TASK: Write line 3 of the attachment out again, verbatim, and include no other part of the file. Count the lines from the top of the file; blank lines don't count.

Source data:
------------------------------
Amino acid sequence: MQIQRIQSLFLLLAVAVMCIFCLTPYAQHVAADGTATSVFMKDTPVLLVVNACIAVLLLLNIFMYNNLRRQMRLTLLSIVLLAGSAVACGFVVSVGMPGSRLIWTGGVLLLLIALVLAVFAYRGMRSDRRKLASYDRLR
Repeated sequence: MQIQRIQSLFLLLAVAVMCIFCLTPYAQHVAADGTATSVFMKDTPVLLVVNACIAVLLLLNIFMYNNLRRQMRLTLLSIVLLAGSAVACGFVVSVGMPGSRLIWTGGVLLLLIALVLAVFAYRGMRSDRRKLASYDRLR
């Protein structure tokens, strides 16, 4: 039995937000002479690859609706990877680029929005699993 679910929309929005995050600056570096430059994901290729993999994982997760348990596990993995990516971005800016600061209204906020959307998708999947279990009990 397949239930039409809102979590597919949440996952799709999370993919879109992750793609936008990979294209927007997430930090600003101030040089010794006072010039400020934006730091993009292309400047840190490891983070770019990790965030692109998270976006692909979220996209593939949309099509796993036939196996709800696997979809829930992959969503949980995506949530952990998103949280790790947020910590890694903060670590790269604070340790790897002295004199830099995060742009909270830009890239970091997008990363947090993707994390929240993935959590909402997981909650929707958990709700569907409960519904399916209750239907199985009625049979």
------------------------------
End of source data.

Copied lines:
């Protein structure tokens, strides 16, 4: 039995937000002479690859609706990877680029929005699993 679910929309929005995050600056570096430059994901290729993999994982997760348990596990993995990516971005800016600061209204906020959307998708999947279990009990 397949239930039409809102979590597919949440996952799709999370993919879109992750793609936008990979294209927007997430930090600003101030040089010794006072010039400020934006730091993009292309400047840190490891983070770019990790965030692109998270976006692909979220996209593939949309099509796993036939196996709800696997979809829930992959969503949980995506949530952990998103949280790790947020910590890694903060670590790269604070340790790897002295004199830099995060742009909270830009890239970091997008990363947090993707994390929240993935959590909402997981909650929707958990709700569907409960519904399916209750239907199985009625049979």